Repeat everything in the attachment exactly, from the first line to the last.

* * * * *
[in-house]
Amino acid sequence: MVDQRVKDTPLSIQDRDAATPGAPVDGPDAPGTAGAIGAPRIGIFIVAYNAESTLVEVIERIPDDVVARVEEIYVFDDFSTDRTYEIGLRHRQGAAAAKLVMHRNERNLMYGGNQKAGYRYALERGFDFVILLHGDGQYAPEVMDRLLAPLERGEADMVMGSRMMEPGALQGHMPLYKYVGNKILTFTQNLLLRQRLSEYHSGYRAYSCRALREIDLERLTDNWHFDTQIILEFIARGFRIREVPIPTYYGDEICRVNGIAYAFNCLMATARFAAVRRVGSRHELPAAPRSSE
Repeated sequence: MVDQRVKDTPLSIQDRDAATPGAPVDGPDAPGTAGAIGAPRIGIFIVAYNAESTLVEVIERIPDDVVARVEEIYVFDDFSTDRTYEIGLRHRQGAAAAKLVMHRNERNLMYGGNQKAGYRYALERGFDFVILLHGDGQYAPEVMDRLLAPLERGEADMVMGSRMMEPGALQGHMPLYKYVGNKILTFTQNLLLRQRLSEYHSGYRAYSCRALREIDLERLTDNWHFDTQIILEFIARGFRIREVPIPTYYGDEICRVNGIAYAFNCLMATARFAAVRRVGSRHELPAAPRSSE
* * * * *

[in-house]
Amino acid sequence: MVDQRVKDTPLSIQDRDAATPGAPVDGPDAPGTAGAIGAPRIGIFIVAYNAESTLVEVIERIPDDVVARVEEIYVFDDFSTDRTYEIGLRHRQGAAAAKLVMHRNERNLMYGGNQKAGYRYALERGFDFVILLHGDGQYAPEVMDRLLAPLERGEADMVMGSRMMEPGALQGHMPLYKYVGNKILTFTQNLLLRQRLSEYHSGYRAYSCRALREIDLERLTDNWHFDTQIILEFIARGFRIREVPIPTYYGDEICRVNGIAYAFNCLMATARFAAVRRVGSRHELPAAPRSSE
Repeated sequence: MVDQRVKDTPLSIQDRDAATPGAPVDGPDAPGTAGAIGAPRIGIFIVAYNAESTLVEVIERIPDDVVARVEEIYVFDDFSTDRTYEIGLRHRQGAAAAKLVMHRNERNLMYGGNQKAGYRYALERGFDFVILLHGDGQYAPEVMDRLLAPLERGEADMVMGSRMMEPGALQGHMPLYKYVGNKILTFTQNLLLRQRLSEYHSGYRAYSCRALREIDLERLTDNWHFDTQIILEFIARGFRIREVPIPTYYGDEICRVNGIAYAFNCLMATARFAAVRRVGSRHELPAAPRSSE